I had never thought about the control part and I found it very true.  It sheds some new light on Bob’s thoughts and feelings and I am very appreciated of this new insight.  However, my therapist said that she agrees with me that living life is very important too.  So Bob and I should sit down and talk about how we want to spend a little bit of money on date nights or entertainment so that we don’t feel that we’re dragged down financially, emotionally, and mentally by this process.  During a fight, she suggested that I (we) can get up and move around.  That should help us be unstuck and feel less angry.  She said I could tell him that the therapist said it’s okay to live life.  She senses that we have a very strong bond and are really on the same page trying to work towards our goal.  We could bring Bob into the therapy session as a guest to talk for a couple of sessions about our feelings surrounding finances, IVF, and infertility.  We could also pursue couples counseling with another therapist that my current therapist highly recommends.

I walked out of the session more empowered.  Talking to her really helps to straighten out my thoughts and feelings.  Bob is still trying to decide if he wants to come to a session with me.  It’d be interesting to see how the dynamics change.

As for our current cycle, today is cycle day twelve.  I went for my acupuncture appointment on Tuesday and Maya abdominal massage appointment yesterday.  I am also doing self care massages at home and taking herbs to try to clear up the cyst.  We’ll see if Ursula is as agreeable as my first two cysts.  Bob and I are trying naturally as usual.  We continue to hope for the best that we’ll find ourselves pregnant in a couple of weeks and we’ll get the refund from UCSF for the mini cycle that we have paid for already.  Let’s hope, pray, and believe together?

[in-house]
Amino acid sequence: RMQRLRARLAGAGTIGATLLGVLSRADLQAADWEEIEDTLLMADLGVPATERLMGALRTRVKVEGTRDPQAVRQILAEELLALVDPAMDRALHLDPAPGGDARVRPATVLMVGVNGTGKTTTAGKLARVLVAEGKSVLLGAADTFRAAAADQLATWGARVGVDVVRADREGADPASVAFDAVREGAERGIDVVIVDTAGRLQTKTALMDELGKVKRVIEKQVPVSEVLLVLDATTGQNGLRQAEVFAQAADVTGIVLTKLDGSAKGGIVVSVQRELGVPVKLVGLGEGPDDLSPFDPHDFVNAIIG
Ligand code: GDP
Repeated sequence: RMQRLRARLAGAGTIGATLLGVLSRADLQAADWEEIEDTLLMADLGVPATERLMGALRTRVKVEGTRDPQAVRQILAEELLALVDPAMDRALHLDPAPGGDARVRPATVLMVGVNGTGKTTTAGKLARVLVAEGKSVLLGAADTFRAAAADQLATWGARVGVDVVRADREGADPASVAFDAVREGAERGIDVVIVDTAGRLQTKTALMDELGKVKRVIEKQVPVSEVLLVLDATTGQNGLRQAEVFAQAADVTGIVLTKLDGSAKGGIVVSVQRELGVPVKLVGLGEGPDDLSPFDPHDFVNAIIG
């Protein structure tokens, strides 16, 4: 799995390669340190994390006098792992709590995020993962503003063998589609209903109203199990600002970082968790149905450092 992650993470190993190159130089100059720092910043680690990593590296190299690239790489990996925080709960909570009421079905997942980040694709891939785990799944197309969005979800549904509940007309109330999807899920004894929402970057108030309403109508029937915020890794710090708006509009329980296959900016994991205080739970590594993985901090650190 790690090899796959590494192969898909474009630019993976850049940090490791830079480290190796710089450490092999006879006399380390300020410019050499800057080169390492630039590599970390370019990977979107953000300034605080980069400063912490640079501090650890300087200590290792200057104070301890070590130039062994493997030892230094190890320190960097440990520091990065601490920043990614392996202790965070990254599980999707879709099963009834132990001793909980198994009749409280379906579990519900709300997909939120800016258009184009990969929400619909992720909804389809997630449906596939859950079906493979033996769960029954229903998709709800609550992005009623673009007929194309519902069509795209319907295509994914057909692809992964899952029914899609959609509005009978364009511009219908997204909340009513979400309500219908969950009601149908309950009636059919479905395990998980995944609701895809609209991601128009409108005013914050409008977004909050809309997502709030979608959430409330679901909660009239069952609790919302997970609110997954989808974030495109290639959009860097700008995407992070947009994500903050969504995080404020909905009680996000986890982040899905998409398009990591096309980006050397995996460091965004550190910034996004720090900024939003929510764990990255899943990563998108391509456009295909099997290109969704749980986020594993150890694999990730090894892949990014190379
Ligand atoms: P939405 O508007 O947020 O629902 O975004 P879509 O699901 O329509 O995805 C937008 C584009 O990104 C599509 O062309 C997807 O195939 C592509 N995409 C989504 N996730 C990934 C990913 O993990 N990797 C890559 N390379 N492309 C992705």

13 thoughts on “Name It, Own It, and Move On

  1. Your therapy session sounds like it was great! I was eager to hear what she said about envy and jealousy, so thank you for sharing. How amazing would that be for you to get pregnant naturally and get a refund. That sounds like the best plan and that is my hope for you too!


    • Oh my, I go to a therapist religiously once a week. It took me a long time to accept that I needed it, but now that I have, I relish the space. Your therapist sounds great. Please totally ignore my advice if it feels annoying or preachy but as a therapist myself I have learnt through experience to keep therapy clean… Ie. not to change the dynamic, especially if it feels lovely and safe and non judgmental. Rather keep it clean and use a separate therapist for the couples work.